In the wake of another disappointing, but all too familiar, John Brantley performance on Saturday — 4-of-14 passing, 45 yards, no touchdowns; the only thing missing was an interception — people are already looking to stir up a quarterback controversy in Gainesville.
I’m not here to tell you that’s the right or wrong move. In fact, just the opposite: I’m here to tell you it doesn’t really matter.
Look, the Gators don’t need a game-changer at quarterback in 2011. They need a game manager, a warm body who won’t throw interceptions, a competent player to hand off the ball who is also able to toss a few passes to Quinton Dunbar, Frankie Hammond Jr. and Jordan Reed — someone who won’t ultimately prove to be a game-loser.
That could be Brantley. It might be Tyler Murphy. It could be Jeff Driskel. At this point, it very well might even be Jacoby Brissett, who is currently somewhere between homecoming and prom at Palm Beach Gardens Dwyer High.
“We need to understand that no position is going to be given to anybody on this football team,” UF coach Will Muschamp said. “We’ll have great competition in the fall for that position. Right now, John Brantley is the starter.”
The point is, we won’t know until the fall. And as much as Muschamp stands behind Brantley with the if-the-season-began-today talk, we have every reason to believe he is telling the truth when he says the quarterback position will be up for grabs when the team reconvenes for fall camp.
It’s certainly the most interesting position battle on the team, and nobody can argue against that point. It’s where the glamour boys are made, legends are formed, bronze-statues-to-be get their start — and where the blame most often falls.
However, it’s not UF’s area of greatest concern heading into the summer.
Anyone who watched Saturday’s Orange and Blue Debut can attest to that. Because the announced 53,000 people at The Swamp, plus everyone watching at home, saw that the Gators’ offensive line could be a disaster come fall 2011.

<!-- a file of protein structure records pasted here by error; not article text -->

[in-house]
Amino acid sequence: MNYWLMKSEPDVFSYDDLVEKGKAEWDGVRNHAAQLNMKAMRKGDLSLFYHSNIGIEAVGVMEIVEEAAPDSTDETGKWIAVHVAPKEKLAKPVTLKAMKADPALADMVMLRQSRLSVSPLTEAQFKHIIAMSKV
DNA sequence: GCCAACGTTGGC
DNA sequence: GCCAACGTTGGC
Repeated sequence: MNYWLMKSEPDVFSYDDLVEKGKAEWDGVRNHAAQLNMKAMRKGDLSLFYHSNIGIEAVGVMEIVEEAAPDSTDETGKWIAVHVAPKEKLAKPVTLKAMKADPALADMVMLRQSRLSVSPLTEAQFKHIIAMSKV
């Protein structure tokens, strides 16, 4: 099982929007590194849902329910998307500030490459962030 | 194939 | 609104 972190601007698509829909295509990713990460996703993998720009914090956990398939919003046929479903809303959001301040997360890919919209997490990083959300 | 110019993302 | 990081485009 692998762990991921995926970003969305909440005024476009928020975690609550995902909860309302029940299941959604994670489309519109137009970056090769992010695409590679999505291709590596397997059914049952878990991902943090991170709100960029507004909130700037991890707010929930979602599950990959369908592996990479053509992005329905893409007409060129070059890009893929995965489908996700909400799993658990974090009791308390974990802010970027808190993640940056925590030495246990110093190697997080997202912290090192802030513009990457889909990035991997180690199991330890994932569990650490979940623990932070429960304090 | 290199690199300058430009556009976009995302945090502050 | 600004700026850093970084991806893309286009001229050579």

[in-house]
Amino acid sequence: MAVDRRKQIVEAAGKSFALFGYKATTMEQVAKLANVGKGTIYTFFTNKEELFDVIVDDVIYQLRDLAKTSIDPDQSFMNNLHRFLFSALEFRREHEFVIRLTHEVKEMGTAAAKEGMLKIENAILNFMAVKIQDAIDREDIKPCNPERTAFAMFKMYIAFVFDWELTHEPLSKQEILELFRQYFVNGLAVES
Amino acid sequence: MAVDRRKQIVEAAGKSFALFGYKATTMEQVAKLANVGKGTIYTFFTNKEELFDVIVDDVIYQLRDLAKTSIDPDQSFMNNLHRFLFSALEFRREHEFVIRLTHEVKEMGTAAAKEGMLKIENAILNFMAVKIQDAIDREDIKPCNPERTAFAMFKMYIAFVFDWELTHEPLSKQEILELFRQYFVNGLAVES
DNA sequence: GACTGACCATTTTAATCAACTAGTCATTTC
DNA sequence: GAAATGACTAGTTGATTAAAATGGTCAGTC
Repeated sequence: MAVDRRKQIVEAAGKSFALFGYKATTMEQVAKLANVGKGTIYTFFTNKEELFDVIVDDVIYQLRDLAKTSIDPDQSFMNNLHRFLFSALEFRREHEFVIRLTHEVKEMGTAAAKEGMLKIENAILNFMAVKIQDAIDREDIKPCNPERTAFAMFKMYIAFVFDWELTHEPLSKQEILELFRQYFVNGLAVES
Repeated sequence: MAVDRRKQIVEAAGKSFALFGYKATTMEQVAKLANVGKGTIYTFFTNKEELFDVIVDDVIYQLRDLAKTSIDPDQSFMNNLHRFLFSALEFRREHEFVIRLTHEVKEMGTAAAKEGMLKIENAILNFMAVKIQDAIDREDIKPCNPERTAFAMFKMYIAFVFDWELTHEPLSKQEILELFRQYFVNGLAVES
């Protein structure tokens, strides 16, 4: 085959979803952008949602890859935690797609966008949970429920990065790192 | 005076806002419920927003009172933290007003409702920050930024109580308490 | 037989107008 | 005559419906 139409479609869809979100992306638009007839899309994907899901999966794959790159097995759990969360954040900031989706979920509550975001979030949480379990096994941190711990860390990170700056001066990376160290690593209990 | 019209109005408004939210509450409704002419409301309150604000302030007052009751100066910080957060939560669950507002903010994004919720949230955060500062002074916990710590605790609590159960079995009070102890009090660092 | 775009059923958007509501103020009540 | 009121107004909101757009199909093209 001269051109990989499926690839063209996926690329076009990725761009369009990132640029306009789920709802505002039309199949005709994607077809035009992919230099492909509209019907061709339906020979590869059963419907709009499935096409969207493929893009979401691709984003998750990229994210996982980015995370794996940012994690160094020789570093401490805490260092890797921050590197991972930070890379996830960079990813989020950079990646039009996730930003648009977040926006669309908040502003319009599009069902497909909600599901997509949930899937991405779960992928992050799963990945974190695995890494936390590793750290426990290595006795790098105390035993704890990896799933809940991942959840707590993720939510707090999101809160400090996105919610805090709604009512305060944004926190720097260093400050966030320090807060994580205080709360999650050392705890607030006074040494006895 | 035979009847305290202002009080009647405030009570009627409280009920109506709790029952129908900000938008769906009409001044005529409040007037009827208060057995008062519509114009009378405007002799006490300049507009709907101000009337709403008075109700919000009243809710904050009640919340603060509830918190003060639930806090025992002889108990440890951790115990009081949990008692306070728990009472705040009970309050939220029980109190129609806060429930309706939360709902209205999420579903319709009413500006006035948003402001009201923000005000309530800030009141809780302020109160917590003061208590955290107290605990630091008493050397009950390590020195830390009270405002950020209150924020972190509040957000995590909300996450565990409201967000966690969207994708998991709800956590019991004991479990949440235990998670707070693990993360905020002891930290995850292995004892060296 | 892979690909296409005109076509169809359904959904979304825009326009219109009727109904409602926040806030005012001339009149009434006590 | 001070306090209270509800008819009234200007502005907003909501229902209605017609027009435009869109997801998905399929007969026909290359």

Sure, the O-line was absolutely ravaged by injuries. Yes, Florida could only use seven game-ready linemen. And yeah, three of them played for both the Orange and Blue teams.
But UF had only 12 linemen on its spring roster in the first place.
Some of them have rarely been able to stay on the field consistently due to injuries. Some are completely unproven.
And the rest of the group, if we’re being completely honest, isn’t littered with first-round NFL Draft picks.
The current crop of linemen, who will be charged with opening up the running lanes for Rainey and Demps and keeping some poor quarterback upright, amassed a whopping 17 starts last season, 15 of which came from guard Jon Halapio and tackle Xavier Nixon.
Jonotthan Harrison, the player UF is entrusting with snapping the ball and making more protection calls, is a converted guard who said he hadn’t played center since his freshman year of high school.
To be fair, everyone says Harrison has instantly taken to his new job in practice, but what does the fact that he had to be moved from guard say about the line’s depth?
But you can’t help but be a little wary after seeing Dominique Easley, Sharrif Floyd, Ronald Powell and Co. manhandle anyone standing between them and the helpless quarterbacks Saturday.
Part of the formula for creating a reliable line, perhaps the most important yet undefinable aspect, is simply finding the right mix.
Florida could put together the right five guys, but they need to know how to work together to have any chance of performing well.
As Muschamp said Saturday, there are two position groups where chemistry is of the utmost importance: the secondary and the offensive line.
If your secondary can’t communicate, you’re going to get torched for touchdowns.
And if the Gators’ offensive line isn’t ready to go by Sept. 3, when Florida kicks off against Florida Atlantic, the only quarterback controversy will be whether or not he can stay on his feet.